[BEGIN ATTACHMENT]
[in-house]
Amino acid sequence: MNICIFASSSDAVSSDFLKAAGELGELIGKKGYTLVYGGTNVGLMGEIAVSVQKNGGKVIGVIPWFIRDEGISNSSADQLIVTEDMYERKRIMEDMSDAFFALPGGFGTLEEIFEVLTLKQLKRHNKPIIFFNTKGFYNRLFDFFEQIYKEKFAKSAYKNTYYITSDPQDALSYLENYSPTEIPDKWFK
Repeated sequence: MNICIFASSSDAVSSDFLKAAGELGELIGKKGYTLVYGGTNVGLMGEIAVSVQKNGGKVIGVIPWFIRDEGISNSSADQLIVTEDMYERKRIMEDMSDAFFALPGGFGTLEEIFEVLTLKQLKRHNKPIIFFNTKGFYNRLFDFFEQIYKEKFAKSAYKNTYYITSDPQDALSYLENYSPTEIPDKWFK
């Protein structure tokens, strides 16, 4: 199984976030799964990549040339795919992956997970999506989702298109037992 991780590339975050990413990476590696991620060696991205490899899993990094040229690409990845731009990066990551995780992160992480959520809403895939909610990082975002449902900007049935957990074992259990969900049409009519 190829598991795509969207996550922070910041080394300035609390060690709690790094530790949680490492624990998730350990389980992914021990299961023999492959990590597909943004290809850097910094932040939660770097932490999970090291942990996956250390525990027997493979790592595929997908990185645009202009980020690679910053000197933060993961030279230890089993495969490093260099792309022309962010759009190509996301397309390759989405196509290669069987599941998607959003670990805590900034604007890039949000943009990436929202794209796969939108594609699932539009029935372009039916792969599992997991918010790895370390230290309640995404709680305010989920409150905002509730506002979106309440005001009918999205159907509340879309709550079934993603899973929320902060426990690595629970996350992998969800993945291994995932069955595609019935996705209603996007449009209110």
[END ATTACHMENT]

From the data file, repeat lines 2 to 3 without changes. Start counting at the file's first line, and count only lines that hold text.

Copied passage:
Amino acid sequence: MNICIFASSSDAVSSDFLKAAGELGELIGKKGYTLVYGGTNVGLMGEIAVSVQKNGGKVIGVIPWFIRDEGISNSSADQLIVTEDMYERKRIMEDMSDAFFALPGGFGTLEEIFEVLTLKQLKRHNKPIIFFNTKGFYNRLFDFFEQIYKEKFAKSAYKNTYYITSDPQDALSYLENYSPTEIPDKWFK
Repeated sequence: MNICIFASSSDAVSSDFLKAAGELGELIGKKGYTLVYGGTNVGLMGEIAVSVQKNGGKVIGVIPWFIRDEGISNSSADQLIVTEDMYERKRIMEDMSDAFFALPGGFGTLEEIFEVLTLKQLKRHNKPIIFFNTKGFYNRLFDFFEQIYKEKFAKSAYKNTYYITSDPQDALSYLENYSPTEIPDKWFK